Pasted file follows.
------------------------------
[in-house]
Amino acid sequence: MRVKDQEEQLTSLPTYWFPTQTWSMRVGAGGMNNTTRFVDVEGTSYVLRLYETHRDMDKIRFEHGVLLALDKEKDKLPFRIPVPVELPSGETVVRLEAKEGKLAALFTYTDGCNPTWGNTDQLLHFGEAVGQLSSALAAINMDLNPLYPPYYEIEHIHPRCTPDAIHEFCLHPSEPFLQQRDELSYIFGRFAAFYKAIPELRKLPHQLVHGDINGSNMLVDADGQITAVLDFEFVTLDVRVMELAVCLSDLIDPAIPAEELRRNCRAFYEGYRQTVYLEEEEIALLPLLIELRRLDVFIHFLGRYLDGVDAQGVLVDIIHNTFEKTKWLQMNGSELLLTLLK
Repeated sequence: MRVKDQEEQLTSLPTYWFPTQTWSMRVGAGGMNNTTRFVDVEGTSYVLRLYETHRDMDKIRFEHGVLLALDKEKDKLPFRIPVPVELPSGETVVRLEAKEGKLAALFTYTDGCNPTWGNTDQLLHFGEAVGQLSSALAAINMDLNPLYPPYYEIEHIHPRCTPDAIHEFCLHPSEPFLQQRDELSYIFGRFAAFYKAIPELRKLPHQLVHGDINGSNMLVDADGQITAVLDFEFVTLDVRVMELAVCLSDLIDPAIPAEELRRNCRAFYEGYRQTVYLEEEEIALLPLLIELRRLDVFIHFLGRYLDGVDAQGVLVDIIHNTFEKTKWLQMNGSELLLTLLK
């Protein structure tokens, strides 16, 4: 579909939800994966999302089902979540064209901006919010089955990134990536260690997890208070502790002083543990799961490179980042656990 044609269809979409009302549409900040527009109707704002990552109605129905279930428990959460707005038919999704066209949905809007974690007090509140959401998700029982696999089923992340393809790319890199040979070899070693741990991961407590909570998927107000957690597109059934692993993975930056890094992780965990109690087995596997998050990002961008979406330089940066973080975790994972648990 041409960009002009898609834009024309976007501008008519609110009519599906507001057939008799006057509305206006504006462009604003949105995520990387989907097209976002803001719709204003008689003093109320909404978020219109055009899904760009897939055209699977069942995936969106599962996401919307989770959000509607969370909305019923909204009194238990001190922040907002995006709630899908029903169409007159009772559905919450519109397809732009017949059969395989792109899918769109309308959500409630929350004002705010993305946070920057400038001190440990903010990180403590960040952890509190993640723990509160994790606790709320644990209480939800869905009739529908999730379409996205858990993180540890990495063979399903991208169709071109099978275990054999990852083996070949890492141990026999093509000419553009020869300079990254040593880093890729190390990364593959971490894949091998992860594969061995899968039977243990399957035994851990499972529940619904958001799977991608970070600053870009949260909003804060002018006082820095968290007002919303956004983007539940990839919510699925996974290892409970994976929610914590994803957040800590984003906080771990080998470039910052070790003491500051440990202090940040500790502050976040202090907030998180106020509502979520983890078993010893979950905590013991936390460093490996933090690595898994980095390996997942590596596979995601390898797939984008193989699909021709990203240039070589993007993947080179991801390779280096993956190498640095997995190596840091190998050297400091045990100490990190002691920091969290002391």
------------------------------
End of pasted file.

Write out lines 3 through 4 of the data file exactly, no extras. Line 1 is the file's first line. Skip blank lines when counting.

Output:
Repeated sequence: MRVKDQEEQLTSLPTYWFPTQTWSMRVGAGGMNNTTRFVDVEGTSYVLRLYETHRDMDKIRFEHGVLLALDKEKDKLPFRIPVPVELPSGETVVRLEAKEGKLAALFTYTDGCNPTWGNTDQLLHFGEAVGQLSSALAAINMDLNPLYPPYYEIEHIHPRCTPDAIHEFCLHPSEPFLQQRDELSYIFGRFAAFYKAIPELRKLPHQLVHGDINGSNMLVDADGQITAVLDFEFVTLDVRVMELAVCLSDLIDPAIPAEELRRNCRAFYEGYRQTVYLEEEEIALLPLLIELRRLDVFIHFLGRYLDGVDAQGVLVDIIHNTFEKTKWLQMNGSELLLTLLK
């Protein structure tokens, strides 16, 4: 579909939800994966999302089902979540064209901006919010089955990134990536260690997890208070502790002083543990799961490179980042656990 044609269809979409009302549409900040527009109707704002990552109605129905279930428990959460707005038919999704066209949905809007974690007090509140959401998700029982696999089923992340393809790319890199040979070899070693741990991961407590909570998927107000957690597109059934692993993975930056890094992780965990109690087995596997998050990002961008979406330089940066973080975790994972648990 041409960009002009898609834009024309976007501008008519609110009519599906507001057939008799006057509305206006504006462009604003949105995520990387989907097209976002803001719709204003008689003093109320909404978020219109055009899904760009897939055209699977069942995936969106599962996401919307989770959000509607969370909305019923909204009194238990001190922040907002995006709630899908029903169409007159009772559905919450519109397809732009017949059969395989792109899918769109309308959500409630929350004002705010993305946070920057400038001190440990903010990180403590960040952890509190993640723990509160994790606790709320644990209480939800869905009739529908999730379409996205858990993180540890990495063979399903991208169709071109099978275990054999990852083996070949890492141990026999093509000419553009020869300079990254040593880093890729190390990364593959971490894949091998992860594969061995899968039977243990399957035994851990499972529940619904958001799977991608970070600053870009949260909003804060002018006082820095968290007002919303956004983007539940990839919510699925996974290892409970994976929610914590994803957040800590984003906080771990080998470039910052070790003491500051440990202090940040500790502050976040202090907030998180106020509502979520983890078993010893979950905590013991936390460093490996933090690595898994980095390996997942590596596979995601390898797939984008193989699909021709990203240039070589993007993947080179991801390779280096993956190498640095997995190596840091190998050297400091045990100490990190002691920091969290002391």